Maroš Servátka of Australia’s Macquarie Business School and three coresearchers—Stephen Knowles, Trudy Sullivan, and Murat Genç, all from New Zealand’s University of Otago—invited 3,276 people to take a short online survey in exchange for a $10 donation to charity. Some participants were given a one-week deadline, some were given a one-month deadline, and some were given no deadline at all. Members of the last group returned more surveys than those in the other two groups did, and they also responded more quickly. The conclusion: To keep people from procrastinating, don’t give them a deadline.
Professor Servátka, defend your research.
Servátka: Deadlines motivate us to do things we might otherwise put off, but the relationship isn’t always clear-cut. For example, although a long deadline theoretically gives us more time to finish a task, it often means that we postpone it over and over until eventually we forget all about it. Indeed, only 5.5% of the people who were given a monthlong deadline returned our survey, compared with 6.6% of those who were given just a week. But people who were given no deadline had the highest response rate of all: 8.3%. And they were more likely than the others to return the survey within three days.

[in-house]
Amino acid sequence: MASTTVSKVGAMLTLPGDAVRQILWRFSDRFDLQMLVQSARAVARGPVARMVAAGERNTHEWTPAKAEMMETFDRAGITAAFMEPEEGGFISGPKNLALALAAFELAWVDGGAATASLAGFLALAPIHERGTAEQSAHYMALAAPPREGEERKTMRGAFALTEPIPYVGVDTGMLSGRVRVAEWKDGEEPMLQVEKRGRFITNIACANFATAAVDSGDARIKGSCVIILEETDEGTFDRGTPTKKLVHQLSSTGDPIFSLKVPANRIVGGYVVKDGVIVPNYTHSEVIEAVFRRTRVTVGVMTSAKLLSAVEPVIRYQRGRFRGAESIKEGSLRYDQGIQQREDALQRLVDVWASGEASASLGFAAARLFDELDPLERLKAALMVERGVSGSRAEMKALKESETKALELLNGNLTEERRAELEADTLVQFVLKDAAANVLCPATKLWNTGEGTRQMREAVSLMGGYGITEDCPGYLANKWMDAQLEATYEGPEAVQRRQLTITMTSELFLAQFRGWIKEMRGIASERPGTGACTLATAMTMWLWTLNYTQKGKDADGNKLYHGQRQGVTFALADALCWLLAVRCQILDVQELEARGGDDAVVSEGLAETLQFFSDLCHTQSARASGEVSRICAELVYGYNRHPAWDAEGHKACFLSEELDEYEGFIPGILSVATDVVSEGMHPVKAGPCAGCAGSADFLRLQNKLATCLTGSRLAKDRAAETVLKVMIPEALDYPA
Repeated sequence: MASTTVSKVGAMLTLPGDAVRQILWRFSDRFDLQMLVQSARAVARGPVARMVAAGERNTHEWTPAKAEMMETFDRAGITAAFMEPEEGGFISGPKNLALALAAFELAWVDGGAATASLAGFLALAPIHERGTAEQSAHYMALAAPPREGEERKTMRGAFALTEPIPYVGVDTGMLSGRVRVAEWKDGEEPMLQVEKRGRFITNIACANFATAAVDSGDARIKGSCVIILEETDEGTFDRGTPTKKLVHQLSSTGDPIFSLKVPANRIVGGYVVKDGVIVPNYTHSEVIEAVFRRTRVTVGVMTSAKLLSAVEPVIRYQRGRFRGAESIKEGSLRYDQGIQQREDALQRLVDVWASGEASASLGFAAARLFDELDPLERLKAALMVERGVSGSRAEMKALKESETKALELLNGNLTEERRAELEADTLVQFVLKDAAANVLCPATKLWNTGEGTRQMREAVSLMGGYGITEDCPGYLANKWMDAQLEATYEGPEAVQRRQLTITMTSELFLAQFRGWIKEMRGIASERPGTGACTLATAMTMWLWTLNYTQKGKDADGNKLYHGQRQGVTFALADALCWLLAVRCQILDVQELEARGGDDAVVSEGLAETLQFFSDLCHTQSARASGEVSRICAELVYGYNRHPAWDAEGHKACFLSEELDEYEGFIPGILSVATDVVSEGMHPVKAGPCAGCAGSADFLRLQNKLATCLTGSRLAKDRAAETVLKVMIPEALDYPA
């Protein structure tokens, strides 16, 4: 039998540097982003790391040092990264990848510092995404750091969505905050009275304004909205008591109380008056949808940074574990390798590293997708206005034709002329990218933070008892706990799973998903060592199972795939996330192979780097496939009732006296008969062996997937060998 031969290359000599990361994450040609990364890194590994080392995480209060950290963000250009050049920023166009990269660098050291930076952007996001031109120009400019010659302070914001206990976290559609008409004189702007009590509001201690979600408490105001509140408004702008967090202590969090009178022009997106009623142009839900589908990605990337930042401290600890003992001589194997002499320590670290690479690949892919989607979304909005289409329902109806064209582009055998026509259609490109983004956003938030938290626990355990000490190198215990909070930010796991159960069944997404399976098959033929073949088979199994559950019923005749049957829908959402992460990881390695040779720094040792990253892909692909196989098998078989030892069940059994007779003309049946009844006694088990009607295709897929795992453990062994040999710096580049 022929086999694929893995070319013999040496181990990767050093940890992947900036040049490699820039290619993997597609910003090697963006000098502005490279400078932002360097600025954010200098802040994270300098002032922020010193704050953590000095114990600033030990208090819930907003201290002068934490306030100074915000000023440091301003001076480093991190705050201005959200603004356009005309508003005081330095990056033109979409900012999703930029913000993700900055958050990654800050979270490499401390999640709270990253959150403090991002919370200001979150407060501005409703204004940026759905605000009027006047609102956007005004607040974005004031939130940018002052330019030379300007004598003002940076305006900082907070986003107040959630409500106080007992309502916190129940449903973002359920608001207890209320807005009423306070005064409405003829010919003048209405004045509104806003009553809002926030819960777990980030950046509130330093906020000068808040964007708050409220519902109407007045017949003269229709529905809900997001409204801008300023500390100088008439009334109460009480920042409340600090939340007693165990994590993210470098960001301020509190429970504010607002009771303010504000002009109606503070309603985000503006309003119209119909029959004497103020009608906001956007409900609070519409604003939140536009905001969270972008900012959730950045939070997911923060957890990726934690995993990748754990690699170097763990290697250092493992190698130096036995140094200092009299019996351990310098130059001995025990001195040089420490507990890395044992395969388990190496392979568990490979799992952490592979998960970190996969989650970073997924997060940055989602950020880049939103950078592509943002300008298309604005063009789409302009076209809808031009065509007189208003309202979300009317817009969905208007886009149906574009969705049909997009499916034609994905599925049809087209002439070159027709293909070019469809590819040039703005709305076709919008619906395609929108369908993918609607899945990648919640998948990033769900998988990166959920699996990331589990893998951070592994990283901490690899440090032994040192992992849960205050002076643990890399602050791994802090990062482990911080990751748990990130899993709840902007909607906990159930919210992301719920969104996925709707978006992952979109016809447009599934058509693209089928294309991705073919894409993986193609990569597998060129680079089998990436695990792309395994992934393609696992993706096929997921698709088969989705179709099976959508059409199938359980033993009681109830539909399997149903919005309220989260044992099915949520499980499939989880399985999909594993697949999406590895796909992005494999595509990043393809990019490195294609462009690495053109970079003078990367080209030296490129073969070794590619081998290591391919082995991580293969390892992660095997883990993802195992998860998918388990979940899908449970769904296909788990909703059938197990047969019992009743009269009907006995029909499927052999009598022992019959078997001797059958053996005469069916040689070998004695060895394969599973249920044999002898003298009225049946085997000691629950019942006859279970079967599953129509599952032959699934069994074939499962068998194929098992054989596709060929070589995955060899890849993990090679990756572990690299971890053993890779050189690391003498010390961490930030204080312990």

HBR: I can see why people under a tight deadline would respond better than those with the luxury of a month. But why would the lack of pressure get the best results?
A deadline signals the importance and urgency of a task, so not surprisingly, people often interpret a long deadline as permission to delay. You might assume that the lack of a deadline would be viewed in much the same light. But in fact people tend to interpret it in just the opposite way, as meaning “Get this done as soon as possible!” The urgency and pressure are implied. Critically, we didn’t tell people that they had an unlimited amount of time to send the survey in; we simply didn’t mention a date. Theoretically, the two are the same, but in practice they get very different results.
Surely there are people for whom that’s not true—people who would think, If they didn’t ask for this by a certain date, they don’t care when I get around to it.